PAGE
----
Fig. 2
G24A tRNATrp variant accelerates forward rates of (A) GTPase activation and (B) accommodation on near-cognate codons. The top panels show representative time courses (at 2 μM ribosomes) of GTP hydrolysis and dipeptide formation for wild-type (solid ...
Table 1
Rate and dissociation constants of wild-type and mutant tRNATrp on cognate and near-cognate codons. l.d., limit of detection; wt, wild type.

These data establish that the G24A substitution in the D-arm of tRNATrp bypasses the otherwise strict requirement for cognate codon:anticodon interactions to activate GTP hydrolysis. To rule out that the observed rate increase was specific for the UGA near-cognate codon, we examined whether G24A tRNATrp had similar effects on additional mRNAs [as suggested by earlier in vitro studies with UGU codons (13)]. We measured rate constants for GTPase activation (k3) on other third- (UGU and UGC) and first-position (CGG) near-cognate codons. Although the rate constants for GTPase activation are considerably lower on first-position near-cognate codons, the relative increase in k3 seen for G24A tRNATrp is similar to that observed on the third-position mismatch UGA (Fig. 2A and Table 1). Similar results were also obtained for the third-position mismatched codons UGU and UGC (14). Finally, we used a truncated mRNA to determine whether GTPase activation by mutant tRNATrp is enhanced relative to that of the wild type in the complete absence of an A-site codon. Again, G24A tRNATrp stimulates GTP hydrolysis by ~4-fold relative to that of the wild type (from 0.01 ± 0.005 to 0.04 ± 0.004 s−1, at 5 μM ribosomes) (14). The uniform stimulation of k3 by the G24A substitution, independent of codon:anticodon interaction, indicates that this miscoding tRNA variant autonomously stimulates downstream events. Moreover, it seems unlikely that the G24A substitution also overcomes deficits in the stability of the codon:anticodon interaction for such distinct mismatches, arguing against effects on k−2.

We next determined rate constants for another forward step, tRNA accommodation (k5), for wild-type and G24A tRNATrp on ribosome complexes containing cognate (UGG) or two different near-cognate (UGA and CGG) mRNAs. Here we followed peptide bond formation, because its rate (kpep) was limited by accommodation (k5) (4). After the mixing of programmed ribosomes containing f-[35S]-Met-tRNAfMet in the P site with wild-type and mutant Trp-tRNATrp ternary complex, the amount of fMet-Trp dipeptide formed over time was quantitated (Fig. 2B, top panel). Because accommodation (k5) is at a branch point in the kinetic pathway (Fig. 1), the observed rate constants (kobs) obtained from ribosome titrations (Fig. 2B, middle panel) represent the sum of the individual rate constants of accommodation and rejection (kobs = k5 + k7). For cognate interactions, rejection is negligible (4, 5), and thus the observed rate constant simply represents accommodation (kobs = k5). For near-cognate interactions, the extent of dipeptide formation is substantially reduced (Fig. 2B, top panel), indicating that a fraction of bound tRNA proceeds through the productive pathway, whereas the rest is irreversibly rejected [fraction = k5/(k5 + k7)]. Because accommodation is rate-limiting, we can calculate individual rate constants (k5 and k7) for near-cognate complexes. As observed for k3, rate constants for accommodation (k5) are similar for wild-type and mutant tRNATrp on the cognate codon. On near-cognate codons, however, G24A tRNATrp increases accommodation rates by six- to ninefold relative to wild type (Fig. 2B, bottom panel and Table 1). Thus, variant tRNATrp promotes general miscoding by accelerating the other forward step, k5, in tRNA selection.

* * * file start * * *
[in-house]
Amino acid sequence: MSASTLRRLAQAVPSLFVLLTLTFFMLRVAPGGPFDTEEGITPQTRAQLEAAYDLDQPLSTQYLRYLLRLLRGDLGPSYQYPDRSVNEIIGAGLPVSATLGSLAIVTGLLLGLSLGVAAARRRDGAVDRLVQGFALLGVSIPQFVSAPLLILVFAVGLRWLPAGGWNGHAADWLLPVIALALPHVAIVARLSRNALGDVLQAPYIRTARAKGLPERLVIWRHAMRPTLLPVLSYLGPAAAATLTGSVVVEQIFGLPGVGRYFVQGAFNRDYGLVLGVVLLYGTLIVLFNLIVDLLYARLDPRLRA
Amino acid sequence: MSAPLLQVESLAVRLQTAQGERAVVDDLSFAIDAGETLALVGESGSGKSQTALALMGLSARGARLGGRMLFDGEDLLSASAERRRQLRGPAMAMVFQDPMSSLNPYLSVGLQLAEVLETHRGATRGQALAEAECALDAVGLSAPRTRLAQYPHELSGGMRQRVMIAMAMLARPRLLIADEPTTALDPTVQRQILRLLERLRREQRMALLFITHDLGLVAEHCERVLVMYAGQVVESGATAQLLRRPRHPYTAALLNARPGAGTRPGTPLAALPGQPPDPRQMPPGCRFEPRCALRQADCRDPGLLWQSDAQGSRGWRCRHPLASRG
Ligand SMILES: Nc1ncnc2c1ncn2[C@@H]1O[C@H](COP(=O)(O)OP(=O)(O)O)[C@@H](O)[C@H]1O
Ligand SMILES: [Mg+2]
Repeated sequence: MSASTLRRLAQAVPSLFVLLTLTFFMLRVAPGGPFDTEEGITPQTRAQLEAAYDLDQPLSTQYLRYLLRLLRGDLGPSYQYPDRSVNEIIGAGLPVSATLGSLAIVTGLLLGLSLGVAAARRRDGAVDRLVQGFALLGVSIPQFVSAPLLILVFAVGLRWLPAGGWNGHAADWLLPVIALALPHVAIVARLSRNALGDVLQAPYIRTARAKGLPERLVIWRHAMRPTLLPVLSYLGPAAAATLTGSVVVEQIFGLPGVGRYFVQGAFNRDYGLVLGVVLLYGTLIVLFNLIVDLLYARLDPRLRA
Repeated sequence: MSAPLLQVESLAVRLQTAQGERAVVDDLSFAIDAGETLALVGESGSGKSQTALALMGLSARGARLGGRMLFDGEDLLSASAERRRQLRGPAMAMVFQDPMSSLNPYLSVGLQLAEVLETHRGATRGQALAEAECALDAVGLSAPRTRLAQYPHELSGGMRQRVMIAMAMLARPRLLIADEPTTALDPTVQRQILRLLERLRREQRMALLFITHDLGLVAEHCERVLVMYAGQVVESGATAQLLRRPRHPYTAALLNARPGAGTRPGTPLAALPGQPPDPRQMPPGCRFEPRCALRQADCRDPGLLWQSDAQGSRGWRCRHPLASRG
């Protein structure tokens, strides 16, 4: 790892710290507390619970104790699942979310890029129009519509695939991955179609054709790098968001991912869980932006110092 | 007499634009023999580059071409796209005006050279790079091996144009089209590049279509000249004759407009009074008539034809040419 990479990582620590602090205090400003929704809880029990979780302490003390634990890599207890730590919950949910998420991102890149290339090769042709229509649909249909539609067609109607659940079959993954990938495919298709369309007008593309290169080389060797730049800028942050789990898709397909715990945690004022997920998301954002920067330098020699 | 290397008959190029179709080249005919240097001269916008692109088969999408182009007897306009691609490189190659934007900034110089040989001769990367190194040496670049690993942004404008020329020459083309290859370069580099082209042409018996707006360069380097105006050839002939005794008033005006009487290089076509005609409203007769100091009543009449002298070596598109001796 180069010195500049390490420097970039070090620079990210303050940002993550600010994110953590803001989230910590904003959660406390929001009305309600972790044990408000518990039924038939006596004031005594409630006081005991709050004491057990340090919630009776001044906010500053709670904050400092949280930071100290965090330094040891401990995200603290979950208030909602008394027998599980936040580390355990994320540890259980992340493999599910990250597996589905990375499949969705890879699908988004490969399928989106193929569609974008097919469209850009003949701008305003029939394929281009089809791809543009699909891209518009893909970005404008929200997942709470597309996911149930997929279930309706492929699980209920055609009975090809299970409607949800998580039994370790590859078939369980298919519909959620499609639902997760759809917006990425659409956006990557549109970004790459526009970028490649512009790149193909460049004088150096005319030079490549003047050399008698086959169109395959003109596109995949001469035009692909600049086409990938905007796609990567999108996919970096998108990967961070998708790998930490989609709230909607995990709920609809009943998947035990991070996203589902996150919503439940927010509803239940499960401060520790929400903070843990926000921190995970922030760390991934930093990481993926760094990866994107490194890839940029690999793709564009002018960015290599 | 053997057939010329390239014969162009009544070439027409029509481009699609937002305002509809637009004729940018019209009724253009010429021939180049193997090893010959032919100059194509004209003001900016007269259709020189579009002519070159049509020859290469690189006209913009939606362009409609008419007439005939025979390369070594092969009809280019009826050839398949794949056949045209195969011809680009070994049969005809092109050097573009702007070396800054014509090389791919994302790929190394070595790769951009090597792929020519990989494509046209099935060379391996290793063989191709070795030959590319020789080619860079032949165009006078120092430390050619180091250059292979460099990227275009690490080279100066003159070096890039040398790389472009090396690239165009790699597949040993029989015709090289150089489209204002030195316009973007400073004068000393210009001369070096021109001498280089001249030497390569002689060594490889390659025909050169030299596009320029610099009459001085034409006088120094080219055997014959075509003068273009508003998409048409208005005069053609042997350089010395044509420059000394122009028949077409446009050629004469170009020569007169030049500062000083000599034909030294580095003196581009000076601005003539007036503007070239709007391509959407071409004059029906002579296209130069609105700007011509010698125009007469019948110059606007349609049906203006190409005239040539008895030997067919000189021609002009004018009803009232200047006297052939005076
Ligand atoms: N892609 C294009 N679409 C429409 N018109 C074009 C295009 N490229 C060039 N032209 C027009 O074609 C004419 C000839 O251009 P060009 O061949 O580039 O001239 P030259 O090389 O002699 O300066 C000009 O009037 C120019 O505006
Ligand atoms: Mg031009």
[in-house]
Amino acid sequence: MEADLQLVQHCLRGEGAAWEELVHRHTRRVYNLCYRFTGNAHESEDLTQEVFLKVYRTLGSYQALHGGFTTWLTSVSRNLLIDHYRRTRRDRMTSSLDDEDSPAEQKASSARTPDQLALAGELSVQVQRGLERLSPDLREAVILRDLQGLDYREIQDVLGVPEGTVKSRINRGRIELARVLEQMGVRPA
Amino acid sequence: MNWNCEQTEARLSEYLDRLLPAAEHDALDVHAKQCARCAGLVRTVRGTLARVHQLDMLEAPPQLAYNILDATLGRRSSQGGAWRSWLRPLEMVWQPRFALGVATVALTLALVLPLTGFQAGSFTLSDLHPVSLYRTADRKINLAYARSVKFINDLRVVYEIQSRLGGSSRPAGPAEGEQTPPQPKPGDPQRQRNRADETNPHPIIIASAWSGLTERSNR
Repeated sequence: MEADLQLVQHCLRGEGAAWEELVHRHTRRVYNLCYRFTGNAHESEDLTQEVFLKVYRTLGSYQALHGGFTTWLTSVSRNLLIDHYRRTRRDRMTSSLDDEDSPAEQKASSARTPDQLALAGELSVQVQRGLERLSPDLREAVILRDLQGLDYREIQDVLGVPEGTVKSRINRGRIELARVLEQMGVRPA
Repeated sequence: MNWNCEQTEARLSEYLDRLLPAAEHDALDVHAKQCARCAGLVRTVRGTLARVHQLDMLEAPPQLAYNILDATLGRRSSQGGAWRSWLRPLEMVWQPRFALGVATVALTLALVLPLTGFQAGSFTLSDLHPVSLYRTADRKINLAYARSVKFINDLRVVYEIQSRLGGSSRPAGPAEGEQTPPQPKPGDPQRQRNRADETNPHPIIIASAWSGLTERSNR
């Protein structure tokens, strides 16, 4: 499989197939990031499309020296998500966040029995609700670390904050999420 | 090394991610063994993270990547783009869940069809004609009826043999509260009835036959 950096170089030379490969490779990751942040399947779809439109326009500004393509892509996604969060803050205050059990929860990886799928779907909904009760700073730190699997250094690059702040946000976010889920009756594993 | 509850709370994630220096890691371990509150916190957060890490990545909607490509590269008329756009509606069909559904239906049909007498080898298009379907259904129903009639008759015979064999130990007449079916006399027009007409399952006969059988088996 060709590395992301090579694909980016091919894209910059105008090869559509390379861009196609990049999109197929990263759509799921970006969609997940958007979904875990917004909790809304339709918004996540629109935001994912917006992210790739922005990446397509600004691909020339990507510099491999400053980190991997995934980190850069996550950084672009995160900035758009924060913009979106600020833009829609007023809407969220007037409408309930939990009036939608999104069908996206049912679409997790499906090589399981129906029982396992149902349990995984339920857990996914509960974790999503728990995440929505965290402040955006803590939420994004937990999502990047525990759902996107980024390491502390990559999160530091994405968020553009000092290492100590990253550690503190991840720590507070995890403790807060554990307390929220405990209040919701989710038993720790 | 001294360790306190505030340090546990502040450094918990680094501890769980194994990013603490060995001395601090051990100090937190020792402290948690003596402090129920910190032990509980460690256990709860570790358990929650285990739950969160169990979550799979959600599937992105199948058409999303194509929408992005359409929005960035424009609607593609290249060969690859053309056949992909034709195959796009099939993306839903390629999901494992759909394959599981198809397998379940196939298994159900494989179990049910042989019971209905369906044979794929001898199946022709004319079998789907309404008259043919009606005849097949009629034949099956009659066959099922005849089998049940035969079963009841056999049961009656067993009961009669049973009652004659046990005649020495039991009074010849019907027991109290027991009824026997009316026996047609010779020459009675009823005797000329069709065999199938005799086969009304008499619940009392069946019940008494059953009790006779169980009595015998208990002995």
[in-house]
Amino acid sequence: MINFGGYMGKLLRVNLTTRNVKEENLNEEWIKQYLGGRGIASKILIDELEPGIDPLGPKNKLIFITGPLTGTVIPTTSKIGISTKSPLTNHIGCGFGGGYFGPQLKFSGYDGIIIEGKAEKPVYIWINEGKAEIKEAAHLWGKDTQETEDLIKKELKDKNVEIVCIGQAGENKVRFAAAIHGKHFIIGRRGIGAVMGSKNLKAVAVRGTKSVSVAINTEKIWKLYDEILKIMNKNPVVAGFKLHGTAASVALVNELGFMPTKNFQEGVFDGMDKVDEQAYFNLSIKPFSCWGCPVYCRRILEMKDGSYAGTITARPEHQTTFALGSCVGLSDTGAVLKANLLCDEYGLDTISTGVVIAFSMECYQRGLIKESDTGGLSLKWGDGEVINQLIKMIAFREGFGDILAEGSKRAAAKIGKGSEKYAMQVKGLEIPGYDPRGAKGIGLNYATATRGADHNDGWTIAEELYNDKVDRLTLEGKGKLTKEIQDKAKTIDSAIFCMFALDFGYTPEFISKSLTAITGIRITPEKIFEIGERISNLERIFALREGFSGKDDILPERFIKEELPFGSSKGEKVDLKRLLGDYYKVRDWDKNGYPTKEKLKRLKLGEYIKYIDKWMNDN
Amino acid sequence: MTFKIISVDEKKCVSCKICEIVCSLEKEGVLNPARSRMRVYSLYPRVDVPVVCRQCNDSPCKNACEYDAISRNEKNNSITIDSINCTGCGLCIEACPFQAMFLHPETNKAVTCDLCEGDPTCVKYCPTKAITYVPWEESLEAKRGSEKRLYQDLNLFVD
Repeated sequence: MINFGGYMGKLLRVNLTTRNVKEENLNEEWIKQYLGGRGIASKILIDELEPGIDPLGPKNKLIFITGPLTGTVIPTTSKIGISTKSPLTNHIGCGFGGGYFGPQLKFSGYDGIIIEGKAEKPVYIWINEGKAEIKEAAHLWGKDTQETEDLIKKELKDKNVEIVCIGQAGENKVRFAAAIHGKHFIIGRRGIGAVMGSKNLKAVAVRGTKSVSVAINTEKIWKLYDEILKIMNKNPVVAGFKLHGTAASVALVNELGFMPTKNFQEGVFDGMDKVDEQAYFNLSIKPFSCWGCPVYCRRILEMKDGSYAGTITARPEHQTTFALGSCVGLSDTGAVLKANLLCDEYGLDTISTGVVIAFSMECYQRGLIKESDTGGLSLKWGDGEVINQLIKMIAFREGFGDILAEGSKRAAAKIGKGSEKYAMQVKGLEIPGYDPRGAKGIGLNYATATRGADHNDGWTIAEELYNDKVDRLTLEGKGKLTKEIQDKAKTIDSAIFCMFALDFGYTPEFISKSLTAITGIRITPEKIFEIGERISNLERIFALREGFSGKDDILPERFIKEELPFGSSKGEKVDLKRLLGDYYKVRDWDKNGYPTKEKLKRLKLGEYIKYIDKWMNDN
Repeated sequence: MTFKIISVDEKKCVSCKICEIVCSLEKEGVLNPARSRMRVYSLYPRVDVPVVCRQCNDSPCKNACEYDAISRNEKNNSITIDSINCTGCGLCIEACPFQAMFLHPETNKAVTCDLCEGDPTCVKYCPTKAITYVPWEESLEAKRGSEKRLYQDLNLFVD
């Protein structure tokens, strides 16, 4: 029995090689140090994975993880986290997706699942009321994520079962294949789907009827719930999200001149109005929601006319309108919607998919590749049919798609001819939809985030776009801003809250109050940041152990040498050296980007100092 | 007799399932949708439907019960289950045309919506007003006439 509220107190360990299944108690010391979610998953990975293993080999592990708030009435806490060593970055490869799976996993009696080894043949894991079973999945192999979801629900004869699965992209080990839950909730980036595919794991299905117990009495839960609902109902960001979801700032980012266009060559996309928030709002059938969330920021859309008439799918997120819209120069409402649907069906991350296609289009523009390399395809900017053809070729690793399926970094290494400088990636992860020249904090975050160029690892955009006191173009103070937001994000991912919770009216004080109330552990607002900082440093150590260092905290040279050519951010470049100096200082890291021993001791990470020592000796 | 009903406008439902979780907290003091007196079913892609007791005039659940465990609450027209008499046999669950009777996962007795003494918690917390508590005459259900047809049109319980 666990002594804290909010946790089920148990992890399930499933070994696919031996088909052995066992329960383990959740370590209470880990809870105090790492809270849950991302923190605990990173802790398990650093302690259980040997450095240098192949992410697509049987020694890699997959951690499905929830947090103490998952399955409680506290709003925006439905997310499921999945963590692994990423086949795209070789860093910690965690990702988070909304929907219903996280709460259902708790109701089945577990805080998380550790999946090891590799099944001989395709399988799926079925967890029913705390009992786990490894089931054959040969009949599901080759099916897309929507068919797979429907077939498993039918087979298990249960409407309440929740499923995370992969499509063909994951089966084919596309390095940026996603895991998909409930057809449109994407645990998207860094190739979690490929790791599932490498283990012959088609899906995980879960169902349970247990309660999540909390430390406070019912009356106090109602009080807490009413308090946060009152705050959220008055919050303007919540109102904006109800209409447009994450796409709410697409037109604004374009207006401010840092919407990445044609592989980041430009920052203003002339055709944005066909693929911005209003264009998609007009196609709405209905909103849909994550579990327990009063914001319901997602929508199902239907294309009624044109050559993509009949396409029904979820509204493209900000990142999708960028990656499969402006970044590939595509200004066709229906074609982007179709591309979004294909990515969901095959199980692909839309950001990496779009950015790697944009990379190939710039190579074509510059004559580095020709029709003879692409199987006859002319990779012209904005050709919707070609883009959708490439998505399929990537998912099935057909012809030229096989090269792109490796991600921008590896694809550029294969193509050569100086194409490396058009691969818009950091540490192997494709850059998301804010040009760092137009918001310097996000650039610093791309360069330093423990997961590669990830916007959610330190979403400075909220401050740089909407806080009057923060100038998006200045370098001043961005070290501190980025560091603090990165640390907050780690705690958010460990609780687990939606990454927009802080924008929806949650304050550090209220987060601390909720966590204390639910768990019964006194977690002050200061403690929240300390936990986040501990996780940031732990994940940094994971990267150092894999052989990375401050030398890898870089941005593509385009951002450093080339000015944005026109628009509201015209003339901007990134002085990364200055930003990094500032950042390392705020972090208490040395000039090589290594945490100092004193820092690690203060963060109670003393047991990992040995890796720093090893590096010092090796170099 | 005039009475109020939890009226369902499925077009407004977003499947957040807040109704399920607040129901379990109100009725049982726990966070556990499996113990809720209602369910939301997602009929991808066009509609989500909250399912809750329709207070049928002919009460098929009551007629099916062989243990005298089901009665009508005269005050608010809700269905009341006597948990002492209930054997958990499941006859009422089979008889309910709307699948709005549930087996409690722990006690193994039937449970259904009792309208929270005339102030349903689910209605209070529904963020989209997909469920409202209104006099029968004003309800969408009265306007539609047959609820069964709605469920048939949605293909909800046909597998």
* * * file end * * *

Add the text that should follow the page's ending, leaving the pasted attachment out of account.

The observed stimulation of forward rate constants (k3 and k5) by G24A tRNATrp establishes that miscoding is promoted by kinetic contributions to induced fit. To investigate whether this mutation also increases miscoding by slowing dissociation, we examined rate constants of rejection during proofreading (k7) (Fig. 3A and Table 1). The rejection rate for G24A tRNATrp is equal to or higher than that for the wild type, indicating that increased residence time on the ribosome of the variant tRNA does not contribute to its miscoding capacity.

Fig. 3
G24A tRNATrp variant does not increase miscoding levels by slowing rejection from the ribosome. (A) Rate constants of rejection during proofreading (k7) were calculated from the rate and extent of dipeptide formation for wild-type (wt) (black) and G24A ...

To examine the other dissociation step, k−2, we measured equilibrium dissociation constants (Kd = k−1k−2/k1k2) between tRNAs in ternary complexes with a GTPase-deficient EF-Tu variant (15) and cognate- or near-cognate programmed ribosomes. The Kd’s measured by filter binding were similar for wild-type and G24A tRNATrp ternary complexes on each programmed ribosome (Fig. 3B and Table 1). This observation implies that the dissociation rate constant, k−2, is un-affected by the G24A substitution in tRNATrp, because otherwise changes in k−2 would need to be exactly compensated by changes in the other rate constants (k1, k2, and k−1). Because k1, k−1, and k2 are indistinguishable for different tRNA species on various cognate and near-cognate codons (4, 5), this compensation seems unlikely.